bone). From these feet and previously found fossilized foot prints, they deducted that these early human prototypes walked predominantly upright on their feet. And as they walked, they first placed their weight on the outside of their heel bone and then their midfoot collapsed before rolling off their big toe.
The PreClinical Clubfoot Deformity Is At Least Two Million Years Old
I had the good fortune of talking with two anthropologists, Jeremy De Silva at Boston University and Bernard Zipfel at the University of Witwatersrand, Johannesburg, South Africa; who excitedly recounted their recent discoveries of fossilized bones of A.sebida, the ancestor of homo sapiens– that dated back at two million years ago.
While investigating the foot fossils of the A.sebida’s feet, they found a torsion (twist) in both the heel bone and talus (the bone on top of the heel
Why is this information significant?
Though the anthropologists made no connection between the torsion in the heel and talus bones of our ancestors and the way that they walked, their discoveries confirmed and crystallized what I had already discovered many years ago – the foot structure I named ‘PreClinical Clubfoot Deformity’.
The PreClinical Clubfoot Deformity is defined as a foot structure that has a torsion in the heel bone and talus – the same torsion as found in the fossilized foot bones.
The fossilized footprints appeared to be exactly the same footprints that you can see today – about three million years later – in a person who has a PreClinical Clubfoot Deformity.
Why Is The PreClinical Clubfoot Deformity – A Several Million Year Old Foot Structure – Still Around Today?
Our ancestors evolved from being tree dwellers that occasionally walked on the ground on all four legs, to two-legged walkers living predominately on the ground. The PreClinical Clubfoot Deformity represented the change in the foot structure that allowed them to walk on two feet. All our ancestors had a PreClinical Clubfoot Deformity – then it was a normal foot structure. And at that time it served their purposes as it made them more efficient hunters.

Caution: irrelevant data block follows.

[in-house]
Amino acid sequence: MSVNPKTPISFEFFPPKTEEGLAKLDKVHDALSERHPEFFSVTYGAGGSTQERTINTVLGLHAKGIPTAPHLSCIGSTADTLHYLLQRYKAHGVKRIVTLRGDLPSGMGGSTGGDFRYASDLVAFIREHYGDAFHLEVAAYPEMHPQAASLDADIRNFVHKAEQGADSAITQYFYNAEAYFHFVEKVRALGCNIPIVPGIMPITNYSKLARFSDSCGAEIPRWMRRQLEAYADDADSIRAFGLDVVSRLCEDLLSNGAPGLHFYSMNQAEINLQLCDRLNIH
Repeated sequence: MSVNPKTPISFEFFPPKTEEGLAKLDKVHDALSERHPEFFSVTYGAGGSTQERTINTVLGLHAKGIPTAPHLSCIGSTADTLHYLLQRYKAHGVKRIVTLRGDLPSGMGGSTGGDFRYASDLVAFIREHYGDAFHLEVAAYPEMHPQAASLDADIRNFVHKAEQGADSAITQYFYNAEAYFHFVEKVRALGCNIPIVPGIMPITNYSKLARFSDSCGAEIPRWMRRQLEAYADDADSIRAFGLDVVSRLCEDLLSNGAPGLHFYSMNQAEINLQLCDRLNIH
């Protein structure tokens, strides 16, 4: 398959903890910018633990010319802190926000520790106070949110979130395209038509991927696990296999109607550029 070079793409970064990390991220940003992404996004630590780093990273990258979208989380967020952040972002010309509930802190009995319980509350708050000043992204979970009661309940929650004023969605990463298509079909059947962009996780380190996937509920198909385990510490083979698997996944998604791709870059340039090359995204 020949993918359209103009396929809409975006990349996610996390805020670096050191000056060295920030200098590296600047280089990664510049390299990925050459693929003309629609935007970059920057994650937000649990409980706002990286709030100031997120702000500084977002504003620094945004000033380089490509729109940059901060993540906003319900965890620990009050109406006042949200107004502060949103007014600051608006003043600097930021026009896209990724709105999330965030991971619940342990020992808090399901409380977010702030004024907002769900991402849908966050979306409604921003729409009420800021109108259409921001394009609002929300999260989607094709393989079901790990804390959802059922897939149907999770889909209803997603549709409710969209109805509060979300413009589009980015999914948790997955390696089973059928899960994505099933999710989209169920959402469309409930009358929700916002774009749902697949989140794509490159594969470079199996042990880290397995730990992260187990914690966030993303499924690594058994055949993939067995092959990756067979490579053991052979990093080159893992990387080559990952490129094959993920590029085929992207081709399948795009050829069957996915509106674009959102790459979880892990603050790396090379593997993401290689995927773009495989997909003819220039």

Over the next few million years, as our ancestors became more and more solely two-legged walkers (living more on the savanna and less in the trees) the foot continued its’ evolution making it easier and easier to walk on two feet. Hence, over time, the PreClinical Clubfoot Deformity started evolving into the Primus Metatarsus Supinatus (Rothbarts Foot) and then the plantargrade foot.
More specifically, the human foot is in the process of evolving from what was predominantly a PreClinical Clubfoot structure (in which the talus and calcaneous have a structural inward twist) towards a plantargrade foot (in which there is no longer an abnormal structural twist). The Rothbarts Foot (in which just the talus has a structural inward twist) represents an intermediate stage in this evolutionary process.
This has been a slow evolutionary process over millions of years and will probably take another several million years for everyone’s foot structure to become a plantargrade foot.
Currently, the Rothbarts Foot and PreClinical Clubfoot Deformity are present in about 80% of the world population. Several million years from now, it will be difficult to find an individual with one of these two-foot structures.
My hypothesis to explain this: The PreClinical Clubfoot Deformity – which may have served us well millions of years ago – is no longer useful or helpful, as evidenced by the pandemic of chronic muscle and joint pain that we see in people who have this foot structure today.
Reading this website will give you more information about the abnormal foot structures Professor/Dr. Rothbart discovered that cause many forms of chronic muscle and joint pain and help you determine whether an Initial Phone Consultation with him might be helpful.